On October 13, the International Committee of the Red Cross (ICRC)—an impartial, neutral humanitarian organization key to the origin story of the Geneva Conventions—issued a rare and exceptional public statement reminding parties to the escalating Israel-Hamas conflict of their obligations under international humanitarian law. After first condemning Hamas’s brutal attack on Israel on October 7, ICRC stated that “[t]he instructions issued by the Israeli authorities for the population of Gaza City to immediately leave their homes, coupled with the complete siege explicitly denying them food, water, and electricity, are not compatible with international humanitarian law.” The ICRC’s decision to depart from its standard practice of confidential communications to governments—given its usual strict adherence to independence and neutrality—is telling of the severity of the looming humanitarian crisis and the urgency in its appeal to governments that have stalled in getting life-saving aid into the Gaza Strip.
Five days after the ICRC statement, the situation stands as follows: the last working seawater desalination plant in the Gaza Strip shut down on October 17 from lack of fuel. Hospitals in Gaza have entered a state of collapse, running out of fuel, basic supplies, and even painkillers. The United Nations (UN) warned that water shortages have now “become a matter of life and death,” with civilians in Gaza drinking contaminated water from the only aquifer that exists in the Gaza Strip.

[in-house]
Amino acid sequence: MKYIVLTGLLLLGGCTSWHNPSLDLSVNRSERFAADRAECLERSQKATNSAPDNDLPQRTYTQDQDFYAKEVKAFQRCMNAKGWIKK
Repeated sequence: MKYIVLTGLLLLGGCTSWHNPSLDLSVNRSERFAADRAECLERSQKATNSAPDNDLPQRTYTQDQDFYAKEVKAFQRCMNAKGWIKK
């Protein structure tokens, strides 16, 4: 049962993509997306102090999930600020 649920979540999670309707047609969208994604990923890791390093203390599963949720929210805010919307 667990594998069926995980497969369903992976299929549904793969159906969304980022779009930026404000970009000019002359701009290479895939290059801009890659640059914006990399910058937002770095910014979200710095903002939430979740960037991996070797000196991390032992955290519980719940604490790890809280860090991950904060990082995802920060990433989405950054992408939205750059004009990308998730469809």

This dire situation exacerbates the precarity that already existed in Gaza, where more than sixty percent of the population faced food insecurity. The ICRC has mobilized sixty tons of humanitarian aid but says safe access is urgently needed. The UN World Food Programme said that 300 tons of food are either already at the Egyptian border in Rafah or on their way. Countries like Turkey, Qatar, and the United Arab Emirates have already sent various planes with supplies to Egypt. Ursula von der Leyen, President of the European Commission, announced that the European Union (EU) is launching an EU Humanitarian Bridge operation with several flights to Egypt, beginning this week, to deliver supplies to verified humanitarian organizations on the ground.